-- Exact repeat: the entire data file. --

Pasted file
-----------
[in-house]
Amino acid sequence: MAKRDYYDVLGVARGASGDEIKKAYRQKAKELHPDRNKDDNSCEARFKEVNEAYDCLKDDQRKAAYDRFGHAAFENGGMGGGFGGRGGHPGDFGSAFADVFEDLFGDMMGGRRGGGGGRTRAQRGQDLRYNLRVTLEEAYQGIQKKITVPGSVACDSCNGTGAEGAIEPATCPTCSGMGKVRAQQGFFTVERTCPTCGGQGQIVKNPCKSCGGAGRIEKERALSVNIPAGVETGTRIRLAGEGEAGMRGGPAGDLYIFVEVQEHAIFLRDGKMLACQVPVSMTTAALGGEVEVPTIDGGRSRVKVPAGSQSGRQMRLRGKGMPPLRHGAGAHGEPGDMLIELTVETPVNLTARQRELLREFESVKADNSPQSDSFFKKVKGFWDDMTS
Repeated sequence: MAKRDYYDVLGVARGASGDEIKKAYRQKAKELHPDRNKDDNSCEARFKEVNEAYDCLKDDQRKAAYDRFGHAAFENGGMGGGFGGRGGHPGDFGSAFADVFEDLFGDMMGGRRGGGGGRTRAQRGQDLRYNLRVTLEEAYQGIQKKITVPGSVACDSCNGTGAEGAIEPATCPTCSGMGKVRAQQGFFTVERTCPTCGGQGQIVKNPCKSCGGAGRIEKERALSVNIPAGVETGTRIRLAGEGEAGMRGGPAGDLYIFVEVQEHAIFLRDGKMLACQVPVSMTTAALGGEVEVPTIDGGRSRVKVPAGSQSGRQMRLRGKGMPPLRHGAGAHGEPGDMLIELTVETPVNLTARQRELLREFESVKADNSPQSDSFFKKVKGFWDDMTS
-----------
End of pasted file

[in-house]
Amino acid sequence: MAKRDYYDVLGVARGASGDEIKKAYRQKAKELHPDRNKDDNSCEARFKEVNEAYDCLKDDQRKAAYDRFGHAAFENGGMGGGFGGRGGHPGDFGSAFADVFEDLFGDMMGGRRGGGGGRTRAQRGQDLRYNLRVTLEEAYQGIQKKITVPGSVACDSCNGTGAEGAIEPATCPTCSGMGKVRAQQGFFTVERTCPTCGGQGQIVKNPCKSCGGAGRIEKERALSVNIPAGVETGTRIRLAGEGEAGMRGGPAGDLYIFVEVQEHAIFLRDGKMLACQVPVSMTTAALGGEVEVPTIDGGRSRVKVPAGSQSGRQMRLRGKGMPPLRHGAGAHGEPGDMLIELTVETPVNLTARQRELLREFESVKADNSPQSDSFFKKVKGFWDDMTS
Repeated sequence: MAKRDYYDVLGVARGASGDEIKKAYRQKAKELHPDRNKDDNSCEARFKEVNEAYDCLKDDQRKAAYDRFGHAAFENGGMGGGFGGRGGHPGDFGSAFADVFEDLFGDMMGGRRGGGGGRTRAQRGQDLRYNLRVTLEEAYQGIQKKITVPGSVACDSCNGTGAEGAIEPATCPTCSGMGKVRAQQGFFTVERTCPTCGGQGQIVKNPCKSCGGAGRIEKERALSVNIPAGVETGTRIRLAGEGEAGMRGGPAGDLYIFVEVQEHAIFLRDGKMLACQVPVSMTTAALGGEVEVPTIDGGRSRVKVPAGSQSGRQMRLRGKGMPPLRHGAGAHGEPGDMLIELTVETPVNLTARQRELLREFESVKADNSPQSDSFFKKVKGFWDDMTS